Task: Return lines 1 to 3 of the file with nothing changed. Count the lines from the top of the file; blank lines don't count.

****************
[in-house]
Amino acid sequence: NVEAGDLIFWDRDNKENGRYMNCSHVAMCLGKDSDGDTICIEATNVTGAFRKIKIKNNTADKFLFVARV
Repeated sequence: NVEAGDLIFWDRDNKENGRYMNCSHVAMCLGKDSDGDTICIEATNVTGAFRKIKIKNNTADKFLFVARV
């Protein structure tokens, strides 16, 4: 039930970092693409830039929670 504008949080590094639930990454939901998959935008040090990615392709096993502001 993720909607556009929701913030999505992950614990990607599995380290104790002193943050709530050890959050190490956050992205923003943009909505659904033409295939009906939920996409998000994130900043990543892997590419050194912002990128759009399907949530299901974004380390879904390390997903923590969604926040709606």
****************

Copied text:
[in-house]
Amino acid sequence: NVEAGDLIFWDRDNKENGRYMNCSHVAMCLGKDSDGDTICIEATNVTGAFRKIKIKNNTADKFLFVARV
Repeated sequence: NVEAGDLIFWDRDNKENGRYMNCSHVAMCLGKDSDGDTICIEATNVTGAFRKIKIKNNTADKFLFVARV